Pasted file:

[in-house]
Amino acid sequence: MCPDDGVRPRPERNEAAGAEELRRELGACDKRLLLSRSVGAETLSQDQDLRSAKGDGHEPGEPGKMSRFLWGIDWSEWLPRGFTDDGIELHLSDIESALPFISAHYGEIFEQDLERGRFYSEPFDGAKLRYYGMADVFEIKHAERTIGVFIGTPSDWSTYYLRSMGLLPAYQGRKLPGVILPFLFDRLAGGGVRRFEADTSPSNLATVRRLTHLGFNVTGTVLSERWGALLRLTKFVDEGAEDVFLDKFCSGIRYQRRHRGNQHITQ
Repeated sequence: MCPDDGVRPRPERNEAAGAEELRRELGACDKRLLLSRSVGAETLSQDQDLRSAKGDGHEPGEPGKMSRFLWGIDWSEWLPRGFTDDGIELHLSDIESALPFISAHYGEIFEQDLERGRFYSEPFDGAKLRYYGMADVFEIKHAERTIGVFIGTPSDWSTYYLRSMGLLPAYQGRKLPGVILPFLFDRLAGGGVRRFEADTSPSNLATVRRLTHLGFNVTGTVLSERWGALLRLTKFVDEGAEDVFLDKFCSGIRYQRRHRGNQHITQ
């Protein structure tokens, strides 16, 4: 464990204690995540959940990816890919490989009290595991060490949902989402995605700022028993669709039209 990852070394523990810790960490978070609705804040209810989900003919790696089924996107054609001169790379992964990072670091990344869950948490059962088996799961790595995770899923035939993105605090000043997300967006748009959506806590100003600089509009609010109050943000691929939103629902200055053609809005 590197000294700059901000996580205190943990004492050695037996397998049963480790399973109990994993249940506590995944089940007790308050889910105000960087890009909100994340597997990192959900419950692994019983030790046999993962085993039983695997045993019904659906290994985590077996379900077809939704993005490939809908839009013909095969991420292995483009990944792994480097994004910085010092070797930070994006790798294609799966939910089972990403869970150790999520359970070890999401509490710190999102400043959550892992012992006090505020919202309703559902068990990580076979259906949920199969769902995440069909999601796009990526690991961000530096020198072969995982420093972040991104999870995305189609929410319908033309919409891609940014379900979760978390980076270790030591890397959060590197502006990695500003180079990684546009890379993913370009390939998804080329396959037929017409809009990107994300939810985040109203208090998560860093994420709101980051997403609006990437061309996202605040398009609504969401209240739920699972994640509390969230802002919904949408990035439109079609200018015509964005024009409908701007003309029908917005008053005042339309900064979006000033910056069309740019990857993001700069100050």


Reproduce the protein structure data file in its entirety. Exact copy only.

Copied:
[in-house]
Amino acid sequence: MCPDDGVRPRPERNEAAGAEELRRELGACDKRLLLSRSVGAETLSQDQDLRSAKGDGHEPGEPGKMSRFLWGIDWSEWLPRGFTDDGIELHLSDIESALPFISAHYGEIFEQDLERGRFYSEPFDGAKLRYYGMADVFEIKHAERTIGVFIGTPSDWSTYYLRSMGLLPAYQGRKLPGVILPFLFDRLAGGGVRRFEADTSPSNLATVRRLTHLGFNVTGTVLSERWGALLRLTKFVDEGAEDVFLDKFCSGIRYQRRHRGNQHITQ
Repeated sequence: MCPDDGVRPRPERNEAAGAEELRRELGACDKRLLLSRSVGAETLSQDQDLRSAKGDGHEPGEPGKMSRFLWGIDWSEWLPRGFTDDGIELHLSDIESALPFISAHYGEIFEQDLERGRFYSEPFDGAKLRYYGMADVFEIKHAERTIGVFIGTPSDWSTYYLRSMGLLPAYQGRKLPGVILPFLFDRLAGGGVRRFEADTSPSNLATVRRLTHLGFNVTGTVLSERWGALLRLTKFVDEGAEDVFLDKFCSGIRYQRRHRGNQHITQ
């Protein structure tokens, strides 16, 4: 464990204690995540959940990816890919490989009290595991060490949902989402995605700022028993669709039209 990852070394523990810790960490978070609705804040209810989900003919790696089924996107054609001169790379992964990072670091990344869950948490059962088996799961790595995770899923035939993105605090000043997300967006748009959506806590100003600089509009609010109050943000691929939103629902200055053609809005 590197000294700059901000996580205190943990004492050695037996397998049963480790399973109990994993249940506590995944089940007790308050889910105000960087890009909100994340597997990192959900419950692994019983030790046999993962085993039983695997045993019904659906290994985590077996379900077809939704993005490939809908839009013909095969991420292995483009990944792994480097994004910085010092070797930070994006790798294609799966939910089972990403869970150790999520359970070890999401509490710190999102400043959550892992012992006090505020919202309703559902068990990580076979259906949920199969769902995440069909999601796009990526690991961000530096020198072969995982420093972040991104999870995305189609929410319908033309919409891609940014379900979760978390980076270790030591890397959060590197502006990695500003180079990684546009890379993913370009390939998804080329396959037929017409809009990107994300939810985040109203208090998560860093994420709101980051997403609006990437061309996202605040398009609504969401209240739920699972994640509390969230802002919904949408990035439109079609200018015509964005024009409908701007003309029908917005008053005042339309900064979006000033910056069309740019990857993001700069100050």